Dear Gladiator Bob wanted to know what would be the measure you used. <br>and could you explain me this part . <br> <br>&quot; - Two 2 x 4 x 12 pieces of oak wood that will be used for the top and bottom of the ocarina <br>- A 1/2 x 6 piece of red oak which will be used for the coating between the top and bottom and between the body and the nozzle <br>- Two 1/2 x 4 x 4 squares to be used as top plates and bottom nozzle, which must be the same type of wood as the body, and not the liner means. <br>- A 2 x 4 x 3 1/2 white pine, which will serve as the medium nozzle liner - Sweet Almond Oil For the 2 x 4 and 1/ 2 x 4 x 4 pieces of oak, I cut them out a stock oak my teacher gave me . I have provided a diagram of how the stock was divided into different parts . Furthermore, the measurements given in the list are nominal, while in the diagram are actual measurements . &quot; <br> <br>because I was confused on what would be the order of steps, which are: width, thickness, and length.
<p>Hello, I am extremely sorry for answering you so late but I made a little diagram of what belongs where to kind of help out and I'm sorry but I don't know what you mean by the meaure I used. Do you mean the dimensions of the ocarina as a whole or just the individual pieces?</p>
Does the mouthpiece/fipple have to be connected to the body before it can produce sound or should it be able to create a tone on its own? I've attempted to make the fipple numerous times and have not managed to get sound out of it, but have not tried it connected with the rest of the ocarina. Any tips?
No, as far as I know it shouldn't be able to make any noise by itself. It has to be attached to the body first. I'm sorry I took forever to reply I've been a bit busy but good luck :)
How does it sound?
I'll try making a sound sample so you can hear it. I'll try uploading it today.
Great instructable and beatiful Ocarina. It'd be fun making one, but I got lost in the mouthpiece section. I'll probably buy one to begin with.
Thanks, if you want I can redo the mouthpiece part a bit, just tell me what it is and ill fix it.
You shouldn't have to do that, I'd guess it's more my stupidity than your writing that does it.
Lol don't say that, I'll see if I can make a replica and I'll try to post it up sometime soon :)
If you say so. I'll be keeping an eye out. :)
I thing you will win
Lol thanks, keeping my fingers crossed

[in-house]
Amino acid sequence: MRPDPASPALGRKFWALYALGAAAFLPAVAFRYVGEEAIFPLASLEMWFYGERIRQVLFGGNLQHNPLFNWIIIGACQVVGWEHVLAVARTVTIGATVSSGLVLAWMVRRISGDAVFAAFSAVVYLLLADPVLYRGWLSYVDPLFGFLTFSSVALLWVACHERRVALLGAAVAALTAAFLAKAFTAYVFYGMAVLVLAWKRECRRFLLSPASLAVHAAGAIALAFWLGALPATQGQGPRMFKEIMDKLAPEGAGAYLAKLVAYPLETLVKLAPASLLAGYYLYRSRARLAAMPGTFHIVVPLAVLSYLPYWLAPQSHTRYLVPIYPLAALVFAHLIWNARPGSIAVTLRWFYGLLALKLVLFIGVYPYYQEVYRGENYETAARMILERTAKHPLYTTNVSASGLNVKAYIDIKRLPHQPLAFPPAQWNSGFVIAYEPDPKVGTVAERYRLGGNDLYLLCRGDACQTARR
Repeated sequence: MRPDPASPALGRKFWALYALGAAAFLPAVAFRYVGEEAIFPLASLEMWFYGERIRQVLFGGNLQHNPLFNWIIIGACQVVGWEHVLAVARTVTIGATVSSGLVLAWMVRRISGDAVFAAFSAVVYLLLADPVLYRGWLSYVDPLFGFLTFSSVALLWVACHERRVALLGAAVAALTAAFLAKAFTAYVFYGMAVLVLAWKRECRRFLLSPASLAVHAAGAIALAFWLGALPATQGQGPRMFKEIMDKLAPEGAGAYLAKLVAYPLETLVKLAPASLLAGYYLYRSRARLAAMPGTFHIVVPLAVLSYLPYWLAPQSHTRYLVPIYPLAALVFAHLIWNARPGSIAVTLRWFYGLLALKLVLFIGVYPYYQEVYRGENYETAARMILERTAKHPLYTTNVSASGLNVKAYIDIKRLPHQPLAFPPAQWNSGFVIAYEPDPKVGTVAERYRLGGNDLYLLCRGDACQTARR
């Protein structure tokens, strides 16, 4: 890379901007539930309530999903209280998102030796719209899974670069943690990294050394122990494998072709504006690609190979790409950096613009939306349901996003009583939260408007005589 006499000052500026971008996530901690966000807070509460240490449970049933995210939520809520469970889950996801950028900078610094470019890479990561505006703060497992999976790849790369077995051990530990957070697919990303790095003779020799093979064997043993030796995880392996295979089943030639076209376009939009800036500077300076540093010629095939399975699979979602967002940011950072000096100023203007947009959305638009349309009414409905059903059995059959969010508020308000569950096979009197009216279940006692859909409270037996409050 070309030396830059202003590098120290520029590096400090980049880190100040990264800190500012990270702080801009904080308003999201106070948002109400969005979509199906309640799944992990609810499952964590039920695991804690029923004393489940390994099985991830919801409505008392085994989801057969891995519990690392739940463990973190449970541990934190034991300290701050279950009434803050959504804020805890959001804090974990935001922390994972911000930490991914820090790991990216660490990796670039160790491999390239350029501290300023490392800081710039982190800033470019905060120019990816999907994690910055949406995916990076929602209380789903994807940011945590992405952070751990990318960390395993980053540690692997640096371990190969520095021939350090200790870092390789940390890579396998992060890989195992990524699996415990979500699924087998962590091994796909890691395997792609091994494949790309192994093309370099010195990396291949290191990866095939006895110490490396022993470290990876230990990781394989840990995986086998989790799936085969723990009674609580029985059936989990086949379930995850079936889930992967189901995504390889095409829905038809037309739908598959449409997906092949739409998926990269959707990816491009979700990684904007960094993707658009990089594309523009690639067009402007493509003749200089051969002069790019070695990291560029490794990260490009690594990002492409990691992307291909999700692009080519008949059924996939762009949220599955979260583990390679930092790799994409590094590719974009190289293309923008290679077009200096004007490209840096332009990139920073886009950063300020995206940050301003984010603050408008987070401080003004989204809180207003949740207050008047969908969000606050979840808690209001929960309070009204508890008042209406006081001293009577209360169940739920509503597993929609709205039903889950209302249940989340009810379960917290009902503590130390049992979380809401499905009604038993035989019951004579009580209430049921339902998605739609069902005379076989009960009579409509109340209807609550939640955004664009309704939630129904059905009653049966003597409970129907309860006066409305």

Don't worry about using a woodcarving chizel. Just make sure it is a GOOD one, and very sharp, that way carving is much easier to master when using one. It takes to the wood like a hot knife to butter then. Glad you used a good water based exterior water proof glue, saves it from falling apart!LOL. Good to know about the layers too.. I thought so, but was just making sure. It will be nice to see some internal clarification on the mouth piece, and the angle of the air split ramp...usually I think they are about a 45 degree angle, but on this instrument it could be more or less, and of course must line up with the airflow mouth chamber. Oh, after you glue the spacer wood onto one side of the sound chamber, you can (should) finish it also on the inside. When you do, you get an even better sound in any internal chamber of an instrument as then the air is allowed to 'flow' without bucking into rough edges. Use your dremel drum sander to round off the edges and then hand sand the inside of both halves. This little extra detail will give you an even better sounding voice chamber. Try it and see the difference. If you only leave a flute in rough cut, if effects the sounds vibrations dramatically. So, smooth out the insides as much as possible, and finish it just as you would do the top outside! I would show you a picture of my flute process with this, so if you want to email me to see what I mean, this is my addy down below. Keep making instruments. Try all kinds! The world needs music for healing. And it certainly needs LOTS these days...not to mention man as well! The sound vibrations have healing abilities, or so science has finally caught up with and proved that cells will increase their healing properties when someone is listening to 'good' positive tones. Like who knew, eh!?LOL You never know where your creative hands will take you, so never give up, and keep exploring possibilities. Wood has an energy that keeps living on, even after you cut down the tree. So giving the tree a 'voice' is one of the best ways to keep the energy going, and going and going. It has also been recorded that tree energy can be photographed from objects well over 3000 years old....so, you tell me. Many artists who create with wood, including a great master of furnature arts who was Japanese, credited trees with having a 'divine' energy, which is why he wanted to only create and make them into lasting gems. His work is around to this day, and his daughter now carries on the tradition in wood. Cool, eh? When we think of all the different wood instruments out there, it is really no surprise. Becoming a master maker for musical instruments is a great gift. Even the simple instruments can spread joy!<br> Cheers Tangski<br> willowswaves@gmail.com.